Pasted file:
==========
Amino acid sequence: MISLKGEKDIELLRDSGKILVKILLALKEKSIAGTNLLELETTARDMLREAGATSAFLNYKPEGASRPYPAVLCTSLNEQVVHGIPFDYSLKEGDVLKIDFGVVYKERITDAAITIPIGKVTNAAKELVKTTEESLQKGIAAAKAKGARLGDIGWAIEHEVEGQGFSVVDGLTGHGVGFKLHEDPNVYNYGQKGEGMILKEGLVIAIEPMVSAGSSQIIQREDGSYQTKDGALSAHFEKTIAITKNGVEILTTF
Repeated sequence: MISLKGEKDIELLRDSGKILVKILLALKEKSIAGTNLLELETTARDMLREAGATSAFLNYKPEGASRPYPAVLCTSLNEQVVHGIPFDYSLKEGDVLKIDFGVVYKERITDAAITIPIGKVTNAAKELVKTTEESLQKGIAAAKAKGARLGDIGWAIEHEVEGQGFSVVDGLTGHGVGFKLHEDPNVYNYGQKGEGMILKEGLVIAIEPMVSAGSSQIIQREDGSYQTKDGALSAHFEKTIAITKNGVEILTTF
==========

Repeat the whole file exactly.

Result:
Amino acid sequence: MISLKGEKDIELLRDSGKILVKILLALKEKSIAGTNLLELETTARDMLREAGATSAFLNYKPEGASRPYPAVLCTSLNEQVVHGIPFDYSLKEGDVLKIDFGVVYKERITDAAITIPIGKVTNAAKELVKTTEESLQKGIAAAKAKGARLGDIGWAIEHEVEGQGFSVVDGLTGHGVGFKLHEDPNVYNYGQKGEGMILKEGLVIAIEPMVSAGSSQIIQREDGSYQTKDGALSAHFEKTIAITKNGVEILTTF
Repeated sequence: MISLKGEKDIELLRDSGKILVKILLALKEKSIAGTNLLELETTARDMLREAGATSAFLNYKPEGASRPYPAVLCTSLNEQVVHGIPFDYSLKEGDVLKIDFGVVYKERITDAAITIPIGKVTNAAKELVKTTEESLQKGIAAAKAKGARLGDIGWAIEHEVEGQGFSVVDGLTGHGVGFKLHEDPNVYNYGQKGEGMILKEGLVIAIEPMVSAGSSQIIQREDGSYQTKDGALSAHFEKTIAITKNGVEILTTF